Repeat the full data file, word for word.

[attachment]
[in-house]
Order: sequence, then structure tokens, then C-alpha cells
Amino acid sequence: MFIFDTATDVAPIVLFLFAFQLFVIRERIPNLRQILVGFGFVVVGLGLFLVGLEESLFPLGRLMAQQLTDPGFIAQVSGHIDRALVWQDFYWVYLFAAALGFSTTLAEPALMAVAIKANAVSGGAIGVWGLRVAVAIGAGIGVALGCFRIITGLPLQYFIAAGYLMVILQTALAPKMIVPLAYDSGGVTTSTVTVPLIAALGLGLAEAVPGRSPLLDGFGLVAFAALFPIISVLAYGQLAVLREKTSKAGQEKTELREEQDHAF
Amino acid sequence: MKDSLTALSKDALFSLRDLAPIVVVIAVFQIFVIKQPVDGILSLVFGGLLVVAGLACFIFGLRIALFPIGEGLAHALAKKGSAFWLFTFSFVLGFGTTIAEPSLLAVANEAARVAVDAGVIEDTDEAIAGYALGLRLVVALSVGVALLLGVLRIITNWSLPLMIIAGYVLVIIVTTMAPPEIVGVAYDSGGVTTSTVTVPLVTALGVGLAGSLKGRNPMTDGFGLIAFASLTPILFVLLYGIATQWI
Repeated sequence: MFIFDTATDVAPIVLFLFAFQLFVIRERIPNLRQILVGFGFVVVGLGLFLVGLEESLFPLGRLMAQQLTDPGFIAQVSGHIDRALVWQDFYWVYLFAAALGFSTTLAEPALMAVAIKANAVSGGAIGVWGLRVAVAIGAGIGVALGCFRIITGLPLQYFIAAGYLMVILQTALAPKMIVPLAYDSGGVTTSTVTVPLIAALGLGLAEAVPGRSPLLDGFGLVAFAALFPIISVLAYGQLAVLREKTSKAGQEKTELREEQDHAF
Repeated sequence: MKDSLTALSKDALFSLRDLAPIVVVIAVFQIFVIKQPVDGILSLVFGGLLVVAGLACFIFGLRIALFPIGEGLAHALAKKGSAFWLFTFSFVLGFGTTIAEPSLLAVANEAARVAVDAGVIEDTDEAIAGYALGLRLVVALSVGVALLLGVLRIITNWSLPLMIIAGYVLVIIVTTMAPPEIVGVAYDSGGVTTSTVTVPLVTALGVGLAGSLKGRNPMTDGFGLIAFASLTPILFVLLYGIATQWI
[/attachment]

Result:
[in-house]
Order: sequence, then structure tokens, then C-alpha cells
Amino acid sequence: MFIFDTATDVAPIVLFLFAFQLFVIRERIPNLRQILVGFGFVVVGLGLFLVGLEESLFPLGRLMAQQLTDPGFIAQVSGHIDRALVWQDFYWVYLFAAALGFSTTLAEPALMAVAIKANAVSGGAIGVWGLRVAVAIGAGIGVALGCFRIITGLPLQYFIAAGYLMVILQTALAPKMIVPLAYDSGGVTTSTVTVPLIAALGLGLAEAVPGRSPLLDGFGLVAFAALFPIISVLAYGQLAVLREKTSKAGQEKTELREEQDHAF
Amino acid sequence: MKDSLTALSKDALFSLRDLAPIVVVIAVFQIFVIKQPVDGILSLVFGGLLVVAGLACFIFGLRIALFPIGEGLAHALAKKGSAFWLFTFSFVLGFGTTIAEPSLLAVANEAARVAVDAGVIEDTDEAIAGYALGLRLVVALSVGVALLLGVLRIITNWSLPLMIIAGYVLVIIVTTMAPPEIVGVAYDSGGVTTSTVTVPLVTALGVGLAGSLKGRNPMTDGFGLIAFASLTPILFVLLYGIATQWI
Repeated sequence: MFIFDTATDVAPIVLFLFAFQLFVIRERIPNLRQILVGFGFVVVGLGLFLVGLEESLFPLGRLMAQQLTDPGFIAQVSGHIDRALVWQDFYWVYLFAAALGFSTTLAEPALMAVAIKANAVSGGAIGVWGLRVAVAIGAGIGVALGCFRIITGLPLQYFIAAGYLMVILQTALAPKMIVPLAYDSGGVTTSTVTVPLIAALGLGLAEAVPGRSPLLDGFGLVAFAALFPIISVLAYGQLAVLREKTSKAGQEKTELREEQDHAF
Repeated sequence: MKDSLTALSKDALFSLRDLAPIVVVIAVFQIFVIKQPVDGILSLVFGGLLVVAGLACFIFGLRIALFPIGEGLAHALAKKGSAFWLFTFSFVLGFGTTIAEPSLLAVANEAARVAVDAGVIEDTDEAIAGYALGLRLVVALSVGVALLLGVLRIITNWSLPLMIIAGYVLVIIVTTMAPPEIVGVAYDSGGVTTSTVTVPLVTALGVGLAGSLKGRNPMTDGFGLIAFASLTPILFVLLYGIATQWI